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Memphis Mike
12-18-2002, 07:04 PM
In the news tonight are plans for new
buildings at that location. IMO, it's a
burial ground and should be left as such.
A memorial should be erected but I'm
against over development.

How does everyone else feel?

jack grebe
12-18-2002, 07:09 PM
It all comes down to the value of real estate
like any other burial ground they can just move the graves and build

Mr. Know It All
12-18-2002, 08:15 PM
Thats a really good question MM. :confused: I'm gonna have to think about it for a while before I answer.
Peace----> Kevin in Ohio

John Bell
12-18-2002, 10:18 PM
I think we should go on living there. Otherwise, it is a wound that we never allow to heal. The WTC was symbolic of our strength, which is why they attacked it twice in 1993 and 2001. Leaving it essentially as is would be tantamount to giving those who would destroy us a symbolic victory. I hope they put up an even taller building there.

stan v
12-18-2002, 10:22 PM
John, I couldn't agree more. We have to re-build. Memorialize? Certainly.

rodcross
12-18-2002, 10:35 PM
Put it back. Bigger and better. It was also a world trade center for the exchange of commerce and information. A lot of good things were happening there. A lot of barriers were being broken. There is no better monument than to create something better than the thing that was lost. There is no better memorial to those lost lives than to be sure that what happens there is better than had been done there, before.

garland reese
12-18-2002, 10:36 PM
New York could use a nice Memorial Park. I'm sure a large number of those who lost their loved ones would like to see a nice place for some peace and respite and rememberance there.

Some developer getting rich putting up a new corporate building would be worse than,.. well,.. worse than taking the lines off a 12 1/2 :D

rodcross
12-19-2002, 12:40 AM
Garland,

You, of all people. You had the experience several years before the second disaster...and you're worried that someone might make some money on the reconstruction? Are you going to let some unbalanced idiot change the way Oklahoma City lives it life?

Put a park there; Built a Wall, so people can go and mourn. That's not recovery. That's resignation.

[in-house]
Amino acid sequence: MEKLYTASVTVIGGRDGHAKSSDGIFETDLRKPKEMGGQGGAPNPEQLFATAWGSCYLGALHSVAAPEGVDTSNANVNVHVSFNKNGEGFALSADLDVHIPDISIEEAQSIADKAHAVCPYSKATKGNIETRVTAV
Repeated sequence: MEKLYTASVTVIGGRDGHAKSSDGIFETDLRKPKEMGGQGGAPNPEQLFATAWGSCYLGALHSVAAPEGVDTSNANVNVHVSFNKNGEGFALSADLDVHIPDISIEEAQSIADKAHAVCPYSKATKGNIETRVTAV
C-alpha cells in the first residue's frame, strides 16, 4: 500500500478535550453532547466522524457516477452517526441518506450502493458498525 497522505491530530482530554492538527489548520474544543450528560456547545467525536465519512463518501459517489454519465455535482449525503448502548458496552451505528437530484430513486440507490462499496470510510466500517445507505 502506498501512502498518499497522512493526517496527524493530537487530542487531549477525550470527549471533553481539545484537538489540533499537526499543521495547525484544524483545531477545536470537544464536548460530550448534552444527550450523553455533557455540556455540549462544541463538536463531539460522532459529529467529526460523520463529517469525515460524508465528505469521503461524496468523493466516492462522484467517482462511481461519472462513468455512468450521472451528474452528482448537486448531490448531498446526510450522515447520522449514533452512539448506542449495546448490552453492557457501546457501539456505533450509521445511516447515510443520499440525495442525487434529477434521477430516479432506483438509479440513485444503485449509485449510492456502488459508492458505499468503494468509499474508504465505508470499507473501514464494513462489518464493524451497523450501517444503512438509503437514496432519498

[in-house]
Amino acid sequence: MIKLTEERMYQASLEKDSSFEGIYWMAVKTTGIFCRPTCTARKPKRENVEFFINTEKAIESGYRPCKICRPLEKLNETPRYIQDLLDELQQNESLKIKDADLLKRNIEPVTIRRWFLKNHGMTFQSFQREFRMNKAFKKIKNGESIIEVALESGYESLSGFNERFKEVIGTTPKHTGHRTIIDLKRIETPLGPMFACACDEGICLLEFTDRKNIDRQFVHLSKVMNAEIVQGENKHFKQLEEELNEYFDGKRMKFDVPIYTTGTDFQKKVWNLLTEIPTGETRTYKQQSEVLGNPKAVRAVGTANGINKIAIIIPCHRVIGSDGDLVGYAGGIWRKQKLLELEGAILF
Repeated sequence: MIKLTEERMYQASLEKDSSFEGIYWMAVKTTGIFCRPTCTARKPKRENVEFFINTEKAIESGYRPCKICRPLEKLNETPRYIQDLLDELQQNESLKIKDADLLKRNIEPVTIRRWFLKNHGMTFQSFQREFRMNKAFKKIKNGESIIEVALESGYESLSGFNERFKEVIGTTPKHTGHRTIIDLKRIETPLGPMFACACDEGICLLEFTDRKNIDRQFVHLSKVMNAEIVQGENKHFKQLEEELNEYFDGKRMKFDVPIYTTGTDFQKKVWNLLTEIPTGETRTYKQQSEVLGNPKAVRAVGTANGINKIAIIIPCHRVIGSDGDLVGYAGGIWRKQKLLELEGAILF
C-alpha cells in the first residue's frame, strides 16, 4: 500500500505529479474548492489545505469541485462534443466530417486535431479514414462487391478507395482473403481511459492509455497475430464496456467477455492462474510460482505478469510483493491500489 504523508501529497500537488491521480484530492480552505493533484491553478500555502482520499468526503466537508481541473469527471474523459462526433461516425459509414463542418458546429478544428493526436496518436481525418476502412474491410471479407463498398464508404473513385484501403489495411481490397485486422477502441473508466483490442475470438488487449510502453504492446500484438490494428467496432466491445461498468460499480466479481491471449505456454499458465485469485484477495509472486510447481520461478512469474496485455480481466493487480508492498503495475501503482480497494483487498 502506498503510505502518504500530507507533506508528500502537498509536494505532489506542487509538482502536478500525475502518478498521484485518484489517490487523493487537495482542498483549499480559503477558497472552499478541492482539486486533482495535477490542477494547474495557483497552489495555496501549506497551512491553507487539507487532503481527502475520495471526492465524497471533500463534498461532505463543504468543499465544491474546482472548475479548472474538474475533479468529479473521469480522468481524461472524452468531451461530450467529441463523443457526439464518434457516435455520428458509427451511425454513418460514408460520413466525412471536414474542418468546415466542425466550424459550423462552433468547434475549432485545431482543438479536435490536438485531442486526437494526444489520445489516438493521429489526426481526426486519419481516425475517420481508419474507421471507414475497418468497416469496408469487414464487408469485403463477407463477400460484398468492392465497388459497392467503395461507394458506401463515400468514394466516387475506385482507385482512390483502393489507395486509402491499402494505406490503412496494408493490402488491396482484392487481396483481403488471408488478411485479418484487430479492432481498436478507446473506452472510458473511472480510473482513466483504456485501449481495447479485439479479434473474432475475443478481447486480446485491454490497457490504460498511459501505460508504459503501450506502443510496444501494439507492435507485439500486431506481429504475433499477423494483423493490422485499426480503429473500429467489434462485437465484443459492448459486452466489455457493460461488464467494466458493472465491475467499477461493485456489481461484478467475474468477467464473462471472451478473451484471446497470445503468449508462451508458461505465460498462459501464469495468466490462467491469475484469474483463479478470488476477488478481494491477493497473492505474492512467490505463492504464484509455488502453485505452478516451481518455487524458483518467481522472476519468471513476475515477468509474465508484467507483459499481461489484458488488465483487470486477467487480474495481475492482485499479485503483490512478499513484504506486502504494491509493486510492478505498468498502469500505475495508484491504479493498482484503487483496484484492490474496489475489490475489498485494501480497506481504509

Some people forget where we come from. Nearly all of us come from famlies that, in their history, were murdered, enslaved, oppressed, discriminated against... What kind of memorial was raised for them? I'll tell you: an entire country, your country, that was resiliant, proud and dedicated.

Resign that, if you wish. I won't. Our ancestors and the dead at the World Trade Center and Oklahoma City deserve more than that.

imported_Conrad
12-19-2002, 01:55 AM
Last I heard it was privately held property, so how about letting the owner do what he or she wants with it? If New York, or some other entity wants to buy a piece for a memorial, that could be appropriate. Or the developer could incorporate a memorial into whatever replaces the towers.

Nicholas Carey
12-19-2002, 02:31 PM
Originally posted by Conrad S.:
Last I heard it was privately held property, so how about letting the owner do what he or she wants with itThe property -- all 16 acres -- is owned by the Port Authority. Except for the street Rights-of-Way which are owned by the City of New York.

The WTC was leased to a private operator (improvidentially, just before it went blooie,) but the property still belongs to the People.

brad9798
12-19-2002, 02:56 PM
Rebuild with an eye to the future ... but a thought of the past.

Peter Malcolm Jardine
12-19-2002, 03:00 PM
There will be a lot of discussion on this, but my opinion is for a new building that stands taller and prouder than before. A memorial should be incorporated of course. The WTC was a symbol of western democracy... I wouldn't give the terrorist bastards the satisfaction of seeing it left vacant.

Ken Hall
12-19-2002, 03:33 PM
Build it exactly like it was, down to the last rivet, and add a statue of a one-finger salute facing on a bearing to Riyadh.

ken mcclure
12-19-2002, 03:39 PM
Build.

What better "thumb-in-the-nose, wiggling fingers" than to have life go on there as if nothing had happened?

I think a memorial inside whatever's built would be appropriate.

Mrleft8
12-19-2002, 03:42 PM
I think if they build another building there, it might bring bad memories back to people who were traumatized. I think we should put a big fluffy pillow on the site, where sensitive people can go and curl up and be all safe and cozy....

Alan D. Hyde
12-19-2002, 04:03 PM
New York needs to enhance, not reduce, its tax base. It'll become increasingly hard to fill office space there, though.

New York prices are high, and Bloomberg (a RINO-- Republican In Name Only) has substantially raised taxes and added to regulations (soon, probably no more smoking in public places-- including bars and restaurants).

People in commerce once needed to concentrate in major ports and commercial centers like New York. So they grumbled and paid. Now, with the increasing opportunities offered by the internet, many can conduct their businesses from a more agreeable and lower-cost, less-hassle, locale. I don't see why they won't do so, in increasing numbers.

Alan

P.S. A tasteful and artisticly authentic bronze sculpture group, of human proportions, would make a good monument to the heroic response to the September Massacre by some of the WTC building tenants, by firefighters and police, and by some members of the general public. As for what Osama's boys did: that was a defeat, not to be memorialized, but rather to be avenged.